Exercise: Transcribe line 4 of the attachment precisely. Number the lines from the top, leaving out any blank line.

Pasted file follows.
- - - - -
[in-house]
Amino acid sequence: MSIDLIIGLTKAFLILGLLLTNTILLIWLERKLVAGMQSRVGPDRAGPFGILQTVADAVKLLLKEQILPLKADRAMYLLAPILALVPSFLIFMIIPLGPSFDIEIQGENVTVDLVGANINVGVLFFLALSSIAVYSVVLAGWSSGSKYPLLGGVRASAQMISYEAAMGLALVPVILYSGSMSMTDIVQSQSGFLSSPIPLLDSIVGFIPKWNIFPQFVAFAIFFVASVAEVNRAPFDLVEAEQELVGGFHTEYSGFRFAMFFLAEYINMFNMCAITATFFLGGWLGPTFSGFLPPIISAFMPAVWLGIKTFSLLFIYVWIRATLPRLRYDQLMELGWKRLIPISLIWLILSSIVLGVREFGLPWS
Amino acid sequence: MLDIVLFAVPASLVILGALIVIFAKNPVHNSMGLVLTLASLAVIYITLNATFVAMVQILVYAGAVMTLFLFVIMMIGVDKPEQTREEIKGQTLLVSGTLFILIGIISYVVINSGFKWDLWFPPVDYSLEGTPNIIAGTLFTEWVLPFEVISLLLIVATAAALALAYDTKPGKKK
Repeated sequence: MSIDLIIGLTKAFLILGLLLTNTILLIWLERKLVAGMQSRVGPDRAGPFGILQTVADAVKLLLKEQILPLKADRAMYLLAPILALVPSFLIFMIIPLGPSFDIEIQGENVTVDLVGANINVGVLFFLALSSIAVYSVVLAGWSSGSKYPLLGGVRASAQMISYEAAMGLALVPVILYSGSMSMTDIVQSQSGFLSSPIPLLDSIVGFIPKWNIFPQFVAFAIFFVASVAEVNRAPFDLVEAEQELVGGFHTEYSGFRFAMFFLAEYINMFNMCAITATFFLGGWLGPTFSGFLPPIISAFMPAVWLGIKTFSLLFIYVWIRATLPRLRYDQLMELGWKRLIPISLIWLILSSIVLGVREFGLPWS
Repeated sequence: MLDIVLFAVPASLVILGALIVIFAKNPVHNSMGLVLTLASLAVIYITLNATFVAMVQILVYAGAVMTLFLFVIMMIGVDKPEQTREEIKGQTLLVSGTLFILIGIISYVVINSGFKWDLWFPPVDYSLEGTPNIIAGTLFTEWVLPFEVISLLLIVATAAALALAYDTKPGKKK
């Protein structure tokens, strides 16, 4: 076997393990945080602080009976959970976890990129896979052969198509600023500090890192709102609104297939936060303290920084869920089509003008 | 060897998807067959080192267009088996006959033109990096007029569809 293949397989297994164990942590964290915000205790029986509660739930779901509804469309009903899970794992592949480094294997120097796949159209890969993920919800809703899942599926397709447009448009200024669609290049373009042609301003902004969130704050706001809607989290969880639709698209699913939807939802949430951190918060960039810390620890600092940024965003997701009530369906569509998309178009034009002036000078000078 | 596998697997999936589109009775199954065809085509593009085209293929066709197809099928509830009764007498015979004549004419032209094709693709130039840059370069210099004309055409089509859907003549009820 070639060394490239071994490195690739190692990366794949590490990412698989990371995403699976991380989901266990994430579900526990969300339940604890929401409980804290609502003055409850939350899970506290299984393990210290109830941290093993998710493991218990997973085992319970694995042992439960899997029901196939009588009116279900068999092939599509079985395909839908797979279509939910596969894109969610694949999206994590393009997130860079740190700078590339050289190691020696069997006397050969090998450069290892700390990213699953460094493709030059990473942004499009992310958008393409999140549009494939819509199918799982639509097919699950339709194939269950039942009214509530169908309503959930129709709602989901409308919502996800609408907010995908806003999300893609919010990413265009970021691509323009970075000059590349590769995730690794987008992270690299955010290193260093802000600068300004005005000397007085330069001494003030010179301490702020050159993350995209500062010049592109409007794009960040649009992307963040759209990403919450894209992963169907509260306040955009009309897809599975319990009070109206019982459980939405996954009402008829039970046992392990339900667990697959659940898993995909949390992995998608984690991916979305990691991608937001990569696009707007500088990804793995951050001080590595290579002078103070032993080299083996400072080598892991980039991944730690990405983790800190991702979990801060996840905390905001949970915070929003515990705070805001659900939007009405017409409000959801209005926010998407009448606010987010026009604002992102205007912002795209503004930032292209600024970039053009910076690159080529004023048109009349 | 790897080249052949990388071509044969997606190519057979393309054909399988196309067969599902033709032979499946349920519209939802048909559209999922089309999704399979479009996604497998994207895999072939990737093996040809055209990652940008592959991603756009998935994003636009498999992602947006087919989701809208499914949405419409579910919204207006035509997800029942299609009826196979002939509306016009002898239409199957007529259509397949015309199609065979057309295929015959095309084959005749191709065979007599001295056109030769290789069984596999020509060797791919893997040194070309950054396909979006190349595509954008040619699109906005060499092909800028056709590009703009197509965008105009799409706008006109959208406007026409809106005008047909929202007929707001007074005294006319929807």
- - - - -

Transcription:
Repeated sequence: MSIDLIIGLTKAFLILGLLLTNTILLIWLERKLVAGMQSRVGPDRAGPFGILQTVADAVKLLLKEQILPLKADRAMYLLAPILALVPSFLIFMIIPLGPSFDIEIQGENVTVDLVGANINVGVLFFLALSSIAVYSVVLAGWSSGSKYPLLGGVRASAQMISYEAAMGLALVPVILYSGSMSMTDIVQSQSGFLSSPIPLLDSIVGFIPKWNIFPQFVAFAIFFVASVAEVNRAPFDLVEAEQELVGGFHTEYSGFRFAMFFLAEYINMFNMCAITATFFLGGWLGPTFSGFLPPIISAFMPAVWLGIKTFSLLFIYVWIRATLPRLRYDQLMELGWKRLIPISLIWLILSSIVLGVREFGLPWS